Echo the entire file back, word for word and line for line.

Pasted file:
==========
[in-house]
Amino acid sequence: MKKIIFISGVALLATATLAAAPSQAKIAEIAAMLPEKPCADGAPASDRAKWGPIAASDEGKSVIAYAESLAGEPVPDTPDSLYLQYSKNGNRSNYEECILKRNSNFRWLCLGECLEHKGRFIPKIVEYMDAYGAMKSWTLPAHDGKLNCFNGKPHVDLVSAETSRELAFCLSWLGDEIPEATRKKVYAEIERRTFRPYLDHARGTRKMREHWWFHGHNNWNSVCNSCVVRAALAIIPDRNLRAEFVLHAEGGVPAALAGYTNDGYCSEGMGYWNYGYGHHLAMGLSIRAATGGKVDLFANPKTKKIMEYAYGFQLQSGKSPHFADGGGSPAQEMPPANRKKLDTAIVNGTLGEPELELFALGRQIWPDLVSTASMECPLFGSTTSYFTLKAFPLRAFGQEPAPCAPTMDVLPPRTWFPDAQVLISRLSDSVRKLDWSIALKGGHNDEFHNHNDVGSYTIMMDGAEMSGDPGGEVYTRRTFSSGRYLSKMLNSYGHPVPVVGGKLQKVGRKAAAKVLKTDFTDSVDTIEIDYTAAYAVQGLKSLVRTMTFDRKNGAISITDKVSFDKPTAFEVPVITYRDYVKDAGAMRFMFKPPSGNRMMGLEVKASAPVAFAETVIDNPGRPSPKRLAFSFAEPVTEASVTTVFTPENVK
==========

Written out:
[in-house]
Amino acid sequence: MKKIIFISGVALLATATLAAAPSQAKIAEIAAMLPEKPCADGAPASDRAKWGPIAASDEGKSVIAYAESLAGEPVPDTPDSLYLQYSKNGNRSNYEECILKRNSNFRWLCLGECLEHKGRFIPKIVEYMDAYGAMKSWTLPAHDGKLNCFNGKPHVDLVSAETSRELAFCLSWLGDEIPEATRKKVYAEIERRTFRPYLDHARGTRKMREHWWFHGHNNWNSVCNSCVVRAALAIIPDRNLRAEFVLHAEGGVPAALAGYTNDGYCSEGMGYWNYGYGHHLAMGLSIRAATGGKVDLFANPKTKKIMEYAYGFQLQSGKSPHFADGGGSPAQEMPPANRKKLDTAIVNGTLGEPELELFALGRQIWPDLVSTASMECPLFGSTTSYFTLKAFPLRAFGQEPAPCAPTMDVLPPRTWFPDAQVLISRLSDSVRKLDWSIALKGGHNDEFHNHNDVGSYTIMMDGAEMSGDPGGEVYTRRTFSSGRYLSKMLNSYGHPVPVVGGKLQKVGRKAAAKVLKTDFTDSVDTIEIDYTAAYAVQGLKSLVRTMTFDRKNGAISITDKVSFDKPTAFEVPVITYRDYVKDAGAMRFMFKPPSGNRMMGLEVKASAPVAFAETVIDNPGRPSPKRLAFSFAEPVTEASVTTVFTPENVK